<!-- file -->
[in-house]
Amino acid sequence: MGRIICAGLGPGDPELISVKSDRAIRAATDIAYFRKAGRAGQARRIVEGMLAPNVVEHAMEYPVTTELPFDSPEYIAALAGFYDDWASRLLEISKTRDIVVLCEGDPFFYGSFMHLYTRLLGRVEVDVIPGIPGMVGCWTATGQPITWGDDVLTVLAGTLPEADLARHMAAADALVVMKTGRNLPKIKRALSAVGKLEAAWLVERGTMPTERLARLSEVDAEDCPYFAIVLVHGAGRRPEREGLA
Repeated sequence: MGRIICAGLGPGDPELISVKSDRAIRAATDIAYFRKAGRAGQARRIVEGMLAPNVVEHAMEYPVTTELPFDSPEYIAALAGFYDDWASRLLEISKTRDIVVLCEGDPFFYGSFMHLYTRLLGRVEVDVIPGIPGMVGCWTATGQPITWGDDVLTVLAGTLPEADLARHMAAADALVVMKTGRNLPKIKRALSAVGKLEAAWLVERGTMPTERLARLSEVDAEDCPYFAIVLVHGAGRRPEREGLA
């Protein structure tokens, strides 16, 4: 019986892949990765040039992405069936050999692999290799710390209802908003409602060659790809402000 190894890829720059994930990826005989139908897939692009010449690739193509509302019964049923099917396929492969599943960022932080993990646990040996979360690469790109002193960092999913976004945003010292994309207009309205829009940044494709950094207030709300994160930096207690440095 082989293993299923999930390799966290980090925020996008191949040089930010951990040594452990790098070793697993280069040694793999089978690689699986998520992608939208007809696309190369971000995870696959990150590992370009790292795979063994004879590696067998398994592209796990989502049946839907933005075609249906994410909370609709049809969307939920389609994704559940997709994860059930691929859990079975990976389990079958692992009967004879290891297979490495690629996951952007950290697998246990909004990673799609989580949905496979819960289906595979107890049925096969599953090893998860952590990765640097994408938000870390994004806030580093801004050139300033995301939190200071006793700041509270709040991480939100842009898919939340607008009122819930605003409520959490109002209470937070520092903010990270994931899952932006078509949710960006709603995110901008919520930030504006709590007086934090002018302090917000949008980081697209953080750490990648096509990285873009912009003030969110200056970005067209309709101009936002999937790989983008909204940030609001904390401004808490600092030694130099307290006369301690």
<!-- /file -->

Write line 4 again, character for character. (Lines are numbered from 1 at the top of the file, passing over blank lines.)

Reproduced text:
């Protein structure tokens, strides 16, 4: 019986892949990765040039992405069936050999692999290799710390209802908003409602060659790809402000 190894890829720059994930990826005989139908897939692009010449690739193509509302019964049923099917396929492969599943960022932080993990646990040996979360690469790109002193960092999913976004945003010292994309207009309205829009940044494709950094207030709300994160930096207690440095 082989293993299923999930390799966290980090925020996008191949040089930010951990040594452990790098070793697993280069040694793999089978690689699986998520992608939208007809696309190369971000995870696959990150590992370009790292795979063994004879590696067998398994592209796990989502049946839907933005075609249906994410909370609709049809969307939920389609994704559940997709994860059930691929859990079975990976389990079958692992009967004879290891297979490495690629996951952007950290697998246990909004990673799609989580949905496979819960289906595979107890049925096969599953090893998860952590990765640097994408938000870390994004806030580093801004050139300033995301939190200071006793700041509270709040991480939100842009898919939340607008009122819930605003409520959490109002209470937070520092903010990270994931899952932006078509949710960006709603995110901008919520930030504006709590007086934090002018302090917000949008980081697209953080750490990648096509990285873009912009003030969110200056970005067209309709101009936002999937790989983008909204940030609001904390401004808490600092030694130099307290006369301690």